A packaging system for artwork should also be waterproof, and it should provide for absorption of impact forces in order to protect the delicate artwork contained in the packaging. The packaging system should be durable in order to be capable of reuse and, furthermore, should be easy to use. Packaging and unpackaging the artwork should be quick, easy, and should not require the use of too many tools, and should be simple and not require any special training. The ideal packaging system should be inexpensive, lightweight, strong, and reusable, if possible. It must be able to adjust or adapt to the virtual infinite range of commercially available sizes and thicknesses of wall artwork and be economically produceable for custom needs such as lamps, vases, crystal and the like.
An object of this invention, therefore, is to provide an improved packaging system for substantially planar objects, such as artwork, especially objects whose fragility require more protection than is afforded by common corrugated cardboard cartons. A further object of the present invention is to provide a packaging system capable of meeting the requirements described above in the background of the invention. Other objects and features of the invention will become apparent to those skilled in the art in light of the description and drawings of the preferred embodiments of the packaging system of the invention.
The invention is a packaging system for substantially planar objects. It comprises a container made from expanded plastic and having two parts: either two bottoms, a bottom and a lid, or a lid and a lid. The two bottoms, the bottom and the lid, or the lid and the lid are placed around the substantially planar object to be packaged and the two are joined together by sealing a strip of adhesive tape along and over their outside juncture. At least one impact strip of plastic foam may be provided to protect the substantially planar object contained within a cavity of the container from damage by impact forces.
The expanded plastic of the container may be protected from injury and dirt by covering at least a portion of the exterior surface of the container with a plastic coating or tape covering which provides a protective shell. For my invention, the density of the expanded polystyrene is chosen to offer a desirable balance between shock absorbency and rigidity for structural strength. With the edges and corners reinforced against chipping and cracking with plastic sealing tape, the need for an exterior structural component such as a crate or cardboard box has been eliminated.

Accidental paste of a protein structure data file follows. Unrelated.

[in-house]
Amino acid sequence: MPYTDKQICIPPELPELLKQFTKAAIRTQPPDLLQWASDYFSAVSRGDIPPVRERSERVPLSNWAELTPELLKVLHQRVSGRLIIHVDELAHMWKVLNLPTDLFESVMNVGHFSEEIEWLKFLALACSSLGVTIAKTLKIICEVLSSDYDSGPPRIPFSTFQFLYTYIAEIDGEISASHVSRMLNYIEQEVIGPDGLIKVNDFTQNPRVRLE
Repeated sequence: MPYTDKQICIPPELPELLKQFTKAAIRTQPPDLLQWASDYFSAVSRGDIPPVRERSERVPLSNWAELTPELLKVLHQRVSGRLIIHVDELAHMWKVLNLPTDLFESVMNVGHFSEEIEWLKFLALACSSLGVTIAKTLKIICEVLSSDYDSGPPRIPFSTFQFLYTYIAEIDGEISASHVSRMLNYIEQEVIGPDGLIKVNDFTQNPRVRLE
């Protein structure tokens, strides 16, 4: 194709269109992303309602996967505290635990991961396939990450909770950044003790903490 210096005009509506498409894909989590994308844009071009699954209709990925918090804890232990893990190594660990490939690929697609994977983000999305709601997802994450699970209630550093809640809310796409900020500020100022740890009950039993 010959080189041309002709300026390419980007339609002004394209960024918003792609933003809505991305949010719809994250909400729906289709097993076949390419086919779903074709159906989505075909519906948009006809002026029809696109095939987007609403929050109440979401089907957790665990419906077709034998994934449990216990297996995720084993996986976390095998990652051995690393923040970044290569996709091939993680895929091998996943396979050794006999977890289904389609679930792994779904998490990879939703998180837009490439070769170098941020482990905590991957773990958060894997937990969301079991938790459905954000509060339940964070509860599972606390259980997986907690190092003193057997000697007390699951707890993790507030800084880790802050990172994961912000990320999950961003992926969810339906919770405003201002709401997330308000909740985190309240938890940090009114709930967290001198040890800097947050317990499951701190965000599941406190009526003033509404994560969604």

The two parts of the container may be hinged together by adhesive tape at a juncture of the two pieces or by adhering a flexible strip of plastic tape to the chosen juncture between the two pieces. Spacers of expanded plastic and cushions of plastic foam may be provided to securely contain the substantially planar object within the packaging. The spacers provided with the system are intended primarily to easily, quickly, and cheaply adapt the box to artwork that is somewhat smaller than the box cavity. The foam cushions are intended primarily to protect the art.
The containers of the packaging system according to the invention may be made available in a variety of standard sizes, but each size can accommodate a wide range of artwork through the use of expanded spacers provided with each box. In a preferred embodiment the spacers are typically 24 inches by 11/2 inches and are provided in 1/2 inch increments from 1/2 inch up to 3 inches. So, for example, a box measuring 40 inches by 40 inches may conveniently be made to adapt to artwork measuring 39 inches by 36 inches, 38 inches by 37 inches, 37 inches by 34 inches, etc., by quickly inserting the provided spacers and thus assuring a secure fitting. At least one impact strip of plastic foam may be placed between the artwork and the designated bottom of the box.
FIG. 1 is a perspective view of a preferred embodiment of the packaging system according to the invention, with a partial cut-away;
FIG. 2 is another perspective view of a preferred embodiment of the packaging system according to the invention;
FIG. 3 is a cross-section taken along section line 3--3 in FIG. 2;
FIG. 4 is a partial cross-section taken along section line 4--4 in FIG. 2;
FIG. 5 is a perspective view of a second preferred embodiment of the packaging system according to the invention;
FIG. 6 is another perspective view of the second preferred embodiment of the packaging system according to the invention;
FIG. 7 is a cross-section taken along section line 7--7 in FIG. 6; and
FIG. 8 is a partial cross-section taken along section line 8--8 in FIG. 6.
The packaging system according to the invention is a flexible system capable of packaging substantially planar objects of varying width, height, length, and fragility. Two preferred embodiments are shown in the drawings and described herein. The first, corresponding to FIGS. 1-4, is a first preferred embodiment in use with an artwork containing glass and requiring special protection; the second, corresponding to FIGS. 5-8, is a second preferred embodiment in use with an artwork lacking glass (perhaps using plexiglas) and requiring less protection.